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Young migrants board an airplane in Athens.
Young migrants board an airplane in Athens.
Carl-Johan Karlsson

The word krisis was coined by the Greeks three millennia ago, meaning "turning point in a disease." The meaning of course has evolved and expanded since, even if our pandemic has brought the word full circle to its ancient ramifications. In Greece's more recent history, turning points have come in different forms, at rapid-fire pace over the past decade: starting with the euro turmoil and the arrival of the establishment-busting leftist Syriza party, followed by the refugee crisis and now COVID-19 that seems to bring them all simultaneously to a head.


The pandemic arrived just as some believed that Greece was finally emerging from its longstanding economic torpor, with some hoping that the 2019 election of Kyriakos Mitsotakis and the return of his business-friendly New Democracy party would further cement the country's upward economic trajectory. But the reality of the refugee crisis, so often hidden, remains and is compounded by broader economic ills: 30% of its own citizens trapped in poverty, and youth unemployment at nearly 40%.


And now, the health crisis. Though Greece has been spared the grave death tolls of other European countries, the government was quick to impose a national shutdown. But grave problems remain. As of April 20, 2020, some 35,000 migrants and asylum seekers lived in the camps on the Greek Aegean islands of Chios, Kos, Leros, Lesbos, and Samos — more than six times capacity. Human rights organizations have criticized Greek authorities for not doing enough to address the acute overcrowding and need to limit the spread of COVID-19 in camps for asylum seekers. Meanwhile, with its healthcare system in shambles after a decade of economic plague, Greece is pleading to the EU for help.


In the 21st century, there's another word with multiple meanings: "Mobility" can now refer to how we get around in our towns and in the economy. It is also what allows desperate refugees to risk their lives crossing the open sea, and lets tourists visit a Mediterranean beach for a weekend getaway. The pandemic has hit both, with reports of a near shutdown in illegal human trafficking as well as vacation travelers. Greece has again become the center of countervailing forces, a place where migrants come for shelter, tourists come for sun, and its own citizens leave for a better life elsewhere. Greece has declared that it will be ready to welcome foreign tourists by July 1. And yesterday, the country tallied its second straight day with zero COVID-19 deaths. Another turning point, perhaps. But the past two months have also taught us that the virus itself is a textbook case in modern mobility.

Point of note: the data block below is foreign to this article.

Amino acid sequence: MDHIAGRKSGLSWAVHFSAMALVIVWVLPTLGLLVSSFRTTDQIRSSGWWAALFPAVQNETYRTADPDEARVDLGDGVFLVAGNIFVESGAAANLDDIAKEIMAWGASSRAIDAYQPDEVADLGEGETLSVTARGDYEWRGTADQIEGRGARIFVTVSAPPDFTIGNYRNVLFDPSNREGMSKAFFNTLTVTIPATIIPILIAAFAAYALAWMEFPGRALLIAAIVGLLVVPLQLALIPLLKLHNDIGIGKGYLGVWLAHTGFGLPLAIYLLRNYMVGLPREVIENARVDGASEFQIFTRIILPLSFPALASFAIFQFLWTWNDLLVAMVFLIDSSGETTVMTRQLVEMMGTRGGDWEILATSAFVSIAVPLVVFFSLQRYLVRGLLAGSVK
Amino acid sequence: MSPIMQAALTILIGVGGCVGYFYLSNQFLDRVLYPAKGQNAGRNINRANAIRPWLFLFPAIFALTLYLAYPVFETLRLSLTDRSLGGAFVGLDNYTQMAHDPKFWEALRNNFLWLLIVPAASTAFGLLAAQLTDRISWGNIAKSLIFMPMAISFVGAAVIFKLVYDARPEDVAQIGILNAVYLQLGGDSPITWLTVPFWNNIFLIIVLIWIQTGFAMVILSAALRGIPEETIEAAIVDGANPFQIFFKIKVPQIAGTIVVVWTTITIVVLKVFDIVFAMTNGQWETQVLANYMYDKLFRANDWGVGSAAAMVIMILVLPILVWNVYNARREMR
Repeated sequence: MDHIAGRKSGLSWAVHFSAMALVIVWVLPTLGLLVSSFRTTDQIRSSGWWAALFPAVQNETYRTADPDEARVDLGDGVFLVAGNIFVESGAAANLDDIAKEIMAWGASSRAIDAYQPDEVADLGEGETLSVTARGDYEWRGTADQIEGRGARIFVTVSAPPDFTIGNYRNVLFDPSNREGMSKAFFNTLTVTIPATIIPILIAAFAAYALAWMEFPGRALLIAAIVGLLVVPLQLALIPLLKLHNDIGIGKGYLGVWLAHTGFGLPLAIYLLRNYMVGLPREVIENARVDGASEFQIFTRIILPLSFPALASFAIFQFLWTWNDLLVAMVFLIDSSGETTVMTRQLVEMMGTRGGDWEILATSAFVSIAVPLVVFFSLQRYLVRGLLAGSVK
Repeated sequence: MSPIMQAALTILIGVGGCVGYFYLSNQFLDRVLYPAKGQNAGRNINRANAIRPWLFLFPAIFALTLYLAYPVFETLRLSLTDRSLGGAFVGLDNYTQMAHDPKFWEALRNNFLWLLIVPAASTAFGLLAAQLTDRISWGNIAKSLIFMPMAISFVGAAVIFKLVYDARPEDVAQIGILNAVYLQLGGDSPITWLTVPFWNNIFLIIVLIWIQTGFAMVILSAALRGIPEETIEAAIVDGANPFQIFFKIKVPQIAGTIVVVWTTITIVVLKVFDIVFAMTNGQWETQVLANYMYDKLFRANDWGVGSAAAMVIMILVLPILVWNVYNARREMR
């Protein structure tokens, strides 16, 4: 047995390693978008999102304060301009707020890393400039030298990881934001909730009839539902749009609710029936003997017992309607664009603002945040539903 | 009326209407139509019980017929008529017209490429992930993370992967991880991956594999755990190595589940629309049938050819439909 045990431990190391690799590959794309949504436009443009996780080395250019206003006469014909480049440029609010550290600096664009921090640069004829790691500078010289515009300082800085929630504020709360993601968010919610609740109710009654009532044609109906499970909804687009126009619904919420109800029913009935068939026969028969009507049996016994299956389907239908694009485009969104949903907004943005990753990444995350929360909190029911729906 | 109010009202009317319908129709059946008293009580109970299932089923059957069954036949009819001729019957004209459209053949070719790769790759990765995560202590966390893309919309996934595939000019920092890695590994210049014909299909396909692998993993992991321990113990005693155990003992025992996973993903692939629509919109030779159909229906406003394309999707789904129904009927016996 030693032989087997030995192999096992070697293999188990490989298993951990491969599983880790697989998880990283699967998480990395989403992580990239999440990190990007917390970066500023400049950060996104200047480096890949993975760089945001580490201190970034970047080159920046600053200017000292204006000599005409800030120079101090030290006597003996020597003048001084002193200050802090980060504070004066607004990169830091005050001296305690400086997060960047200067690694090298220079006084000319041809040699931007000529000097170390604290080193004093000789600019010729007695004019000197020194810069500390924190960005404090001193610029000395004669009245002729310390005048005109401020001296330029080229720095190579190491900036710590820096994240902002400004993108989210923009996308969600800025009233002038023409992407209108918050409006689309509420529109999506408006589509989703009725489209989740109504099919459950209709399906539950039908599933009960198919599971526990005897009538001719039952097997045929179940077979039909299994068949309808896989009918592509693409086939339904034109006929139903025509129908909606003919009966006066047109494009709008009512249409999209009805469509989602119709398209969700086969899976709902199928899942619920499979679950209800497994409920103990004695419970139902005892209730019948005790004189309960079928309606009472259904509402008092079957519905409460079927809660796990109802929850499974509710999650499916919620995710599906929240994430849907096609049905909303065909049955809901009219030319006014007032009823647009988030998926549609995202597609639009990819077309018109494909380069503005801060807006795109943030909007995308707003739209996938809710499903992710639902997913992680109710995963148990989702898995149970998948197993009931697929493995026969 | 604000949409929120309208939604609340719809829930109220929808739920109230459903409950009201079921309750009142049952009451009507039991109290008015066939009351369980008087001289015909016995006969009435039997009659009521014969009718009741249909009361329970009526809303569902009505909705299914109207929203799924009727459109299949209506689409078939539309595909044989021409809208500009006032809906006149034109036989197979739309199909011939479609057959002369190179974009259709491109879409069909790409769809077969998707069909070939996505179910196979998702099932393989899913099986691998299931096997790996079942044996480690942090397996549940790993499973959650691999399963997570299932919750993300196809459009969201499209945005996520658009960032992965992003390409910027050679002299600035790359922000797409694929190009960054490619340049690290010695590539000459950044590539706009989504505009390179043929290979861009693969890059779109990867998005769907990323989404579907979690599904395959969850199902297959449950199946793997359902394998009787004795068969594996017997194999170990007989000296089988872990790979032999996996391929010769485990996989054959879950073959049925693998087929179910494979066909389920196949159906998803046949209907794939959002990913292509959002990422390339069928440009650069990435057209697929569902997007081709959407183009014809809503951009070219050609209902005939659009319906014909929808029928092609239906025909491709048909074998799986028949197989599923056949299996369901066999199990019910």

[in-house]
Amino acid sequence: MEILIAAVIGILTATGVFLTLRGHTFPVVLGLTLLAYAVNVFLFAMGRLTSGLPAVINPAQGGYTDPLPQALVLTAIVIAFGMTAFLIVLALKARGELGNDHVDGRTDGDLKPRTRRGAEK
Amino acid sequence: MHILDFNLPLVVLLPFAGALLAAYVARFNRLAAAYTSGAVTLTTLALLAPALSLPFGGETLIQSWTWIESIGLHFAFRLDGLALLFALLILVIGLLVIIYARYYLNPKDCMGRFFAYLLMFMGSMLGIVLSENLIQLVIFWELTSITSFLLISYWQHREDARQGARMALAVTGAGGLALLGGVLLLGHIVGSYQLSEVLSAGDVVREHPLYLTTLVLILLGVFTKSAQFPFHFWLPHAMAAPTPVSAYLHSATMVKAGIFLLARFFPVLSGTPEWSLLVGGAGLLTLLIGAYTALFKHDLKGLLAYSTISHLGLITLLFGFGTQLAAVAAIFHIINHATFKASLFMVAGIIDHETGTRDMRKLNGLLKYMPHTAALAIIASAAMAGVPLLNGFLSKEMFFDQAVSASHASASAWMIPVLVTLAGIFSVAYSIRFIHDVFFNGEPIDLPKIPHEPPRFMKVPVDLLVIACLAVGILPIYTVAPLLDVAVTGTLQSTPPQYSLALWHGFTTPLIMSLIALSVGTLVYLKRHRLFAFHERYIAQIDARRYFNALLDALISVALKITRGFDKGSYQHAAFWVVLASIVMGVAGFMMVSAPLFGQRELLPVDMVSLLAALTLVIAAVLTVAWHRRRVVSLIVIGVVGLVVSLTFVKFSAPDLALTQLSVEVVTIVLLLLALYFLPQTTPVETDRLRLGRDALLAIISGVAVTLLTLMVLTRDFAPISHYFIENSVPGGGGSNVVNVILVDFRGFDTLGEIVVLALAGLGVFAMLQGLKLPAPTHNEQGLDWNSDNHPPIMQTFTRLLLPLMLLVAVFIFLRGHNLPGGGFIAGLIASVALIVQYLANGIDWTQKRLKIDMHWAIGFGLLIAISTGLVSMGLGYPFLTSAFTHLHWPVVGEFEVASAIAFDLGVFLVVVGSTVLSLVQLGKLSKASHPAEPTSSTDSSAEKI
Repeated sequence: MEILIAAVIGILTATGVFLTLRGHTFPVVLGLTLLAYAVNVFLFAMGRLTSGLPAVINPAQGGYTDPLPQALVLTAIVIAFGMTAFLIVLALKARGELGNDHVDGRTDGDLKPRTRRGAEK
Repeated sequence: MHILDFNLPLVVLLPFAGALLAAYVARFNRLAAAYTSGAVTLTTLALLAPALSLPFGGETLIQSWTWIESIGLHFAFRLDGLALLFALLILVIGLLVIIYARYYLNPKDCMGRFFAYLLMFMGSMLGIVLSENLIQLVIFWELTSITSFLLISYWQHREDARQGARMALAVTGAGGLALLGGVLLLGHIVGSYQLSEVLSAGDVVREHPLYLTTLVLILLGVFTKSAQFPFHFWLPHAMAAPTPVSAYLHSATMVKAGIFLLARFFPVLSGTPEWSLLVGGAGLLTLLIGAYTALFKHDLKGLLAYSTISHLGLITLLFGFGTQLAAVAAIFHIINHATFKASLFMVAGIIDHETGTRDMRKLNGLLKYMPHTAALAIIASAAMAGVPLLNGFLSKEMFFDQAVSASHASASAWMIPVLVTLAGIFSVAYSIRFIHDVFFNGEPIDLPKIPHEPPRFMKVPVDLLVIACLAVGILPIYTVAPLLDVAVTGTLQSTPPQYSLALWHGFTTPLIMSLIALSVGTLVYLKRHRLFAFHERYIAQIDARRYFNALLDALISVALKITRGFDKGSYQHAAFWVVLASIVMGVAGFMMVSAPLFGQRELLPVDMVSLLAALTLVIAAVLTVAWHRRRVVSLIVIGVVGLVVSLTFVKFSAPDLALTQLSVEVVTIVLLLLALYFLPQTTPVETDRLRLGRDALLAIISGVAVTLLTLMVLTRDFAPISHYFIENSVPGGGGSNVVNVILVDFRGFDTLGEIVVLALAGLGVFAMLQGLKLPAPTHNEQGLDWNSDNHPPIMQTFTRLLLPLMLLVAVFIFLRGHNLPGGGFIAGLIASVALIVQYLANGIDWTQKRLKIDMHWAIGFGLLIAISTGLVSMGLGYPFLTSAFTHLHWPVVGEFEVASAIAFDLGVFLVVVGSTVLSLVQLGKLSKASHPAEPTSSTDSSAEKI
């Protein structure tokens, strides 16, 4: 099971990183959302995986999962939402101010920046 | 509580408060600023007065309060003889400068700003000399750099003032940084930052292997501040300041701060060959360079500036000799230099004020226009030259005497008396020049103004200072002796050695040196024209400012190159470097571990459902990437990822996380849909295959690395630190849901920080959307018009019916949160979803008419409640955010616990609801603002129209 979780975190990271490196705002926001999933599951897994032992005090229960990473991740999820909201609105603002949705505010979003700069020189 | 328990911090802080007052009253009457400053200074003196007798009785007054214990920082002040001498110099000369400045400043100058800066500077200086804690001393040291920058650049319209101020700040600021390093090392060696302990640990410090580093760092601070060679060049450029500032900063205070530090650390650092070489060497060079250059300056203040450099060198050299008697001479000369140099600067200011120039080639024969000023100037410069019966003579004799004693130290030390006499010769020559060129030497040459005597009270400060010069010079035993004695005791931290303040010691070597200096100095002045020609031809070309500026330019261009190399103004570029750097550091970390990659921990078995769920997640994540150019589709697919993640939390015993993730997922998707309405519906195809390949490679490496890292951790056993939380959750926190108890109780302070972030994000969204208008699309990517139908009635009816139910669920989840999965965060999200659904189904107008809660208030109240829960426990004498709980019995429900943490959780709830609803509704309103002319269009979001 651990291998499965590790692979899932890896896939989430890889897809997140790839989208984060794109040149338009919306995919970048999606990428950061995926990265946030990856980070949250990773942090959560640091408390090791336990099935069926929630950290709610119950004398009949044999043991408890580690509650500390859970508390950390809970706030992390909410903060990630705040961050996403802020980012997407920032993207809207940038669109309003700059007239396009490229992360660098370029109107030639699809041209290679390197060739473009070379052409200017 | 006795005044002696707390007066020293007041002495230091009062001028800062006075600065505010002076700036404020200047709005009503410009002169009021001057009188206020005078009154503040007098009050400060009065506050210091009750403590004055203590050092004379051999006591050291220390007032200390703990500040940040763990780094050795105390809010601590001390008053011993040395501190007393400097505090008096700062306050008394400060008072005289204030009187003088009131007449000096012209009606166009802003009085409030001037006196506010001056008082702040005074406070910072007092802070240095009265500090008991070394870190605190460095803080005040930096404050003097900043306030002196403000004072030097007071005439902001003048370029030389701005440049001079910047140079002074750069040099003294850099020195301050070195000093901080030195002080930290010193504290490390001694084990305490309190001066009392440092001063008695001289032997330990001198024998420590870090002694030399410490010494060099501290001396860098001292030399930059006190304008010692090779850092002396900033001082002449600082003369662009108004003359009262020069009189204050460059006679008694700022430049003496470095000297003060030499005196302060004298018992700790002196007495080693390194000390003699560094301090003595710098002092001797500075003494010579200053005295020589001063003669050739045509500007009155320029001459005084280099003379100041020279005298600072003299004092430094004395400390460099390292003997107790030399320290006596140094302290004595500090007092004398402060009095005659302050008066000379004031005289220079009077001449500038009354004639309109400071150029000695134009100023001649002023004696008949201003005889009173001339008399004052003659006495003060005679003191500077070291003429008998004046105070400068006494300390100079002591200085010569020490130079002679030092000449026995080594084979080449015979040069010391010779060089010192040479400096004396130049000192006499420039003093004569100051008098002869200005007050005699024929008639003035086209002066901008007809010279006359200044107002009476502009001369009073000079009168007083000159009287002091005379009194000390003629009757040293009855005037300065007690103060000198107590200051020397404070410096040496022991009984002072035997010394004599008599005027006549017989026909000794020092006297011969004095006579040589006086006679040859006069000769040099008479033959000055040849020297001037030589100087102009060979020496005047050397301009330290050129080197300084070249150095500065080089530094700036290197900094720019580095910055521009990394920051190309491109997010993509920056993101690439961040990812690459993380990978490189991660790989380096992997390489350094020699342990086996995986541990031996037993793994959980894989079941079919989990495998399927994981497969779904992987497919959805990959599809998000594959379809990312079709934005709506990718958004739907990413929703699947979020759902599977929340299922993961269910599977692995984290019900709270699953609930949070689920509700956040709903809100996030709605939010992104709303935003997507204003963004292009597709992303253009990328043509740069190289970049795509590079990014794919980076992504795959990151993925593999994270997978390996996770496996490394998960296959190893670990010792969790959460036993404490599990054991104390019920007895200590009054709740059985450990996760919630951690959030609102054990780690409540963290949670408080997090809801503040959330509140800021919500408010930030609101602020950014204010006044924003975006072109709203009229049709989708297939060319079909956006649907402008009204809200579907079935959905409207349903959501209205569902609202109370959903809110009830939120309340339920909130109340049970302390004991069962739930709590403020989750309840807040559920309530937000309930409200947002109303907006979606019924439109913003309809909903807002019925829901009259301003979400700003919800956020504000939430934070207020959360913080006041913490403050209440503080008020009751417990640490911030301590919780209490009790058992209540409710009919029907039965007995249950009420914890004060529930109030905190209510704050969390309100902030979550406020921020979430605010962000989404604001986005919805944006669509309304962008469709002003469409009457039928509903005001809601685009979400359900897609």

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Society

End Of Roe v. Wade: Will It Spark Anti-Abortion Momentum Around The World?

Pro-life activists celebrated the end of the U.S. right to abortion, hoping it will trigger a new debate on a topic that in some places had largely been settled: in favor a woman’s right to choose. But it could also boomerang.

Thousands of people demonstrate against abortion in Madrid

Lisa Berdet, Lila Paulou and Shaun Lavelle

The Supreme Court’s 1973 Roe v. Wade ruling establishing a constitutional right to abortion put the United States at the forefront of abortion rights in the world.

Other countries would follow suit in the succeeding years, with France legalizing abortion in 1975, Italy in 1978, and Ireland finally joining most of the rest of Europe with a landslide 2018 referendum victory for women’s right to choose. Elsewhere, parts of Asia and Africa have made incremental steps toward legalizing abortion, while a growing number of Latin American countries have joined what has now been a decades-long worldwide shift toward more access to abortion rights.

But now, 49 years later, with last Friday’s landmark overturning of Roe v. Wade, will the U.S. once again prove to be ahead of the curve? Will American cultural and political influence carry across borders on the abortion issue, reversing the momentum of recent years?

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